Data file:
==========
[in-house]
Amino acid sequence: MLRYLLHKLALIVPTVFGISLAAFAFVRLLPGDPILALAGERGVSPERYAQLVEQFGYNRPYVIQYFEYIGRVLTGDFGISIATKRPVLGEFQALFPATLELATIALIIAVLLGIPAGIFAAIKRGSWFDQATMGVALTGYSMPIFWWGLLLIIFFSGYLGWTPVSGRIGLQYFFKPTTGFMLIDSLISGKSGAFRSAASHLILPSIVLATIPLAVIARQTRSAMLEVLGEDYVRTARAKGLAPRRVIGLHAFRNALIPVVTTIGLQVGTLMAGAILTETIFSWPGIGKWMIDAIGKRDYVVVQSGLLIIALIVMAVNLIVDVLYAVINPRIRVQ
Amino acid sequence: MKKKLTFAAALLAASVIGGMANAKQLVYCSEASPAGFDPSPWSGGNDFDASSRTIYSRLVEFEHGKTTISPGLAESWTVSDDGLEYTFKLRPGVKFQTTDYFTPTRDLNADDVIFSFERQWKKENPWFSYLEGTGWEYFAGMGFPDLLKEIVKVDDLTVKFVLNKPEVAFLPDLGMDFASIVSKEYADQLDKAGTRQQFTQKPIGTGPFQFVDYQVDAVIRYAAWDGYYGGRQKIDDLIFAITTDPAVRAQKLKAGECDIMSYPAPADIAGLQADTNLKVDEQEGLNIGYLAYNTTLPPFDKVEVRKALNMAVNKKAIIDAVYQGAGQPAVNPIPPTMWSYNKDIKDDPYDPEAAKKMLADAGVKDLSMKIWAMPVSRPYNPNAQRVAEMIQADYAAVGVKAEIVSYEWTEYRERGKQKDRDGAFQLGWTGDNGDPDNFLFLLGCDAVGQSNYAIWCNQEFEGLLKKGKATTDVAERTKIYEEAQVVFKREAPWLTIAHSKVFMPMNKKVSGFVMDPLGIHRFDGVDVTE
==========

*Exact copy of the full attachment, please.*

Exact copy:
[in-house]
Amino acid sequence: MLRYLLHKLALIVPTVFGISLAAFAFVRLLPGDPILALAGERGVSPERYAQLVEQFGYNRPYVIQYFEYIGRVLTGDFGISIATKRPVLGEFQALFPATLELATIALIIAVLLGIPAGIFAAIKRGSWFDQATMGVALTGYSMPIFWWGLLLIIFFSGYLGWTPVSGRIGLQYFFKPTTGFMLIDSLISGKSGAFRSAASHLILPSIVLATIPLAVIARQTRSAMLEVLGEDYVRTARAKGLAPRRVIGLHAFRNALIPVVTTIGLQVGTLMAGAILTETIFSWPGIGKWMIDAIGKRDYVVVQSGLLIIALIVMAVNLIVDVLYAVINPRIRVQ
Amino acid sequence: MKKKLTFAAALLAASVIGGMANAKQLVYCSEASPAGFDPSPWSGGNDFDASSRTIYSRLVEFEHGKTTISPGLAESWTVSDDGLEYTFKLRPGVKFQTTDYFTPTRDLNADDVIFSFERQWKKENPWFSYLEGTGWEYFAGMGFPDLLKEIVKVDDLTVKFVLNKPEVAFLPDLGMDFASIVSKEYADQLDKAGTRQQFTQKPIGTGPFQFVDYQVDAVIRYAAWDGYYGGRQKIDDLIFAITTDPAVRAQKLKAGECDIMSYPAPADIAGLQADTNLKVDEQEGLNIGYLAYNTTLPPFDKVEVRKALNMAVNKKAIIDAVYQGAGQPAVNPIPPTMWSYNKDIKDDPYDPEAAKKMLADAGVKDLSMKIWAMPVSRPYNPNAQRVAEMIQADYAAVGVKAEIVSYEWTEYRERGKQKDRDGAFQLGWTGDNGDPDNFLFLLGCDAVGQSNYAIWCNQEFEGLLKKGKATTDVAERTKIYEEAQVVFKREAPWLTIAHSKVFMPMNKKVSGFVMDPLGIHRFDGVDVTE